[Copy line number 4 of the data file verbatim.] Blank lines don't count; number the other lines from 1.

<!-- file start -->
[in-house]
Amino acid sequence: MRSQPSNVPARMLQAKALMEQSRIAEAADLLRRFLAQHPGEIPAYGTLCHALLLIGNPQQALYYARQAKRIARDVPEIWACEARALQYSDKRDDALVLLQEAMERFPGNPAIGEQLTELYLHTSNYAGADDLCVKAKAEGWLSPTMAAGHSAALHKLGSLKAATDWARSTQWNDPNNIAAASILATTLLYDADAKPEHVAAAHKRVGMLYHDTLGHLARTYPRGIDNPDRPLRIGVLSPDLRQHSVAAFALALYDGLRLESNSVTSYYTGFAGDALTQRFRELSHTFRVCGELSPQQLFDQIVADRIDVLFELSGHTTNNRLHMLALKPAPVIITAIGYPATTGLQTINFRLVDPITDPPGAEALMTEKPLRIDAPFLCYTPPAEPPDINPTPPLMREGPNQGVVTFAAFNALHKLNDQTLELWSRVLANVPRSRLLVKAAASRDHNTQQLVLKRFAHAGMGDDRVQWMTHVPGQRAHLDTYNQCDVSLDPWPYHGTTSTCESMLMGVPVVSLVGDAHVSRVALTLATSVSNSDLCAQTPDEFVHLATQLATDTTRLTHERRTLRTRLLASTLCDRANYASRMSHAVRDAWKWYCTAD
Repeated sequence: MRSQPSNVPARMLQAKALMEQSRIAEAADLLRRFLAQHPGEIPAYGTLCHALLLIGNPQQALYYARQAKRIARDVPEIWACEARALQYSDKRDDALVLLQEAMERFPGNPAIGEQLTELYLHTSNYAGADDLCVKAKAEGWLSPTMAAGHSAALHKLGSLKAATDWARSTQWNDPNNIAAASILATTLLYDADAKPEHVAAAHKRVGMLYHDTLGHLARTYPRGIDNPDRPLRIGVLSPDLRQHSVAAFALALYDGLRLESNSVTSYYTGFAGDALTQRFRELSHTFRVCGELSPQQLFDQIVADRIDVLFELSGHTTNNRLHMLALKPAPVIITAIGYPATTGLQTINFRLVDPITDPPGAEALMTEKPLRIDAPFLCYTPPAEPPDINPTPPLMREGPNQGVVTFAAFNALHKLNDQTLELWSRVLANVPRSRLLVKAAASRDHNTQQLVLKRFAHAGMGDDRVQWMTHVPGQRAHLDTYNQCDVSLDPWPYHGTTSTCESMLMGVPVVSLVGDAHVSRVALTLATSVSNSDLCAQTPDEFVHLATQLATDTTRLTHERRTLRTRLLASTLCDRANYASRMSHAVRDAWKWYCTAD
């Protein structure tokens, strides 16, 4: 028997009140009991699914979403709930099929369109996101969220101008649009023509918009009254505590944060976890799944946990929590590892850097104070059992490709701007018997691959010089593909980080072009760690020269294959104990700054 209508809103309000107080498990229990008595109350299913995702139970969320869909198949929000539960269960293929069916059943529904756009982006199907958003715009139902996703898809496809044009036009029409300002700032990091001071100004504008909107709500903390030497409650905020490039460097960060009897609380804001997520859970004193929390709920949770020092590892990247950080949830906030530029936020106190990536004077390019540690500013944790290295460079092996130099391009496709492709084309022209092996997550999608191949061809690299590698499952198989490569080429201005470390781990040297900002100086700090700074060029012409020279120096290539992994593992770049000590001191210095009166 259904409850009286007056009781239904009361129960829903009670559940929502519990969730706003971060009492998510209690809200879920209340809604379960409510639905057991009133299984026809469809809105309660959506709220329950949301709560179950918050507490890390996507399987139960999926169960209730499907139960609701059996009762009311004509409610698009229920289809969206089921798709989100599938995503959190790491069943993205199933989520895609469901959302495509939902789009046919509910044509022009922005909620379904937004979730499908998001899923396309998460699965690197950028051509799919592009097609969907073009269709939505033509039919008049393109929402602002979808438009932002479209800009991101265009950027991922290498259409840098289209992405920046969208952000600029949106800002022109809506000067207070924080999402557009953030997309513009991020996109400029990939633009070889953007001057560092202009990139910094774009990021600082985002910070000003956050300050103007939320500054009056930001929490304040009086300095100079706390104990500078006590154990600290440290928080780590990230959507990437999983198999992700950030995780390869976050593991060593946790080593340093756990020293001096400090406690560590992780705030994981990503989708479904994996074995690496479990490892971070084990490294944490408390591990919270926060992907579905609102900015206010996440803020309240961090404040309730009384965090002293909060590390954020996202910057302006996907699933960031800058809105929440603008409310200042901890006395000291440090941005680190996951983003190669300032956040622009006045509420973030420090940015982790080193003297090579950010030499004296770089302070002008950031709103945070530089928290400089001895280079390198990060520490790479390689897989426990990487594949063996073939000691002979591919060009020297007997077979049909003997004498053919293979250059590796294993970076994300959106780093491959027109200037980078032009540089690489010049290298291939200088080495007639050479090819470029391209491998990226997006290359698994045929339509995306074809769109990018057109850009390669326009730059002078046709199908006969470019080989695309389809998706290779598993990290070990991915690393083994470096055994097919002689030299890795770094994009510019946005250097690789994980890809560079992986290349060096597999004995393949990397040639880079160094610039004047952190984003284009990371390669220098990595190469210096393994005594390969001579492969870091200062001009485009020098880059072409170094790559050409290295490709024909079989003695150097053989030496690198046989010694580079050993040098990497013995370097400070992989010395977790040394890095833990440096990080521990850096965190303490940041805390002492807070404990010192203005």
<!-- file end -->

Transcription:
């Protein structure tokens, strides 16, 4: 028997009140009991699914979403709930099929369109996101969220101008649009023509918009009254505590944060976890799944946990929590590892850097104070059992490709701007018997691959010089593909980080072009760690020269294959104990700054 209508809103309000107080498990229990008595109350299913995702139970969320869909198949929000539960269960293929069916059943529904756009982006199907958003715009139902996703898809496809044009036009029409300002700032990091001071100004504008909107709500903390030497409650905020490039460097960060009897609380804001997520859970004193929390709920949770020092590892990247950080949830906030530029936020106190990536004077390019540690500013944790290295460079092996130099391009496709492709084309022209092996997550999608191949061809690299590698499952198989490569080429201005470390781990040297900002100086700090700074060029012409020279120096290539992994593992770049000590001191210095009166 259904409850009286007056009781239904009361129960829903009670559940929502519990969730706003971060009492998510209690809200879920209340809604379960409510639905057991009133299984026809469809809105309660959506709220329950949301709560179950918050507490890390996507399987139960999926169960209730499907139960609701059996009762009311004509409610698009229920289809969206089921798709989100599938995503959190790491069943993205199933989520895609469901959302495509939902789009046919509910044509022009922005909620379904937004979730499908998001899923396309998460699965690197950028051509799919592009097609969907073009269709939505033509039919008049393109929402602002979808438009932002479209800009991101265009950027991922290498259409840098289209992405920046969208952000600029949106800002022109809506000067207070924080999402557009953030997309513009991020996109400029990939633009070889953007001057560092202009990139910094774009990021600082985002910070000003956050300050103007939320500054009056930001929490304040009086300095100079706390104990500078006590154990600290440290928080780590990230959507990437999983198999992700950030995780390869976050593991060593946790080593340093756990020293001096400090406690560590992780705030994981990503989708479904994996074995690496479990490892971070084990490294944490408390591990919270926060992907579905609102900015206010996440803020309240961090404040309730009384965090002293909060590390954020996202910057302006996907699933960031800058809105929440603008409310200042901890006395000291440090941005680190996951983003190669300032956040622009006045509420973030420090940015982790080193003297090579950010030499004296770089302070002008950031709103945070530089928290400089001895280079390198990060520490790479390689897989426990990487594949063996073939000691002979591919060009020297007997077979049909003997004498053919293979250059590796294993970076994300959106780093491959027109200037980078032009540089690489010049290298291939200088080495007639050479090819470029391209491998990226997006290359698994045929339509995306074809769109990018057109850009390669326009730059002078046709199908006969470019080989695309389809998706290779598993990290070990991915690393083994470096055994097919002689030299890795770094994009510019946005250097690789994980890809560079992986290349060096597999004995393949990397040639880079160094610039004047952190984003284009990371390669220098990595190469210096393994005594390969001579492969870091200062001009485009020098880059072409170094790559050409290295490709024909079989003695150097053989030496690198046989010694580079050993040098990497013995370097400070992989010395977790040394890095833990440096990080521990850096965190303490940041805390002492807070404990010192203005």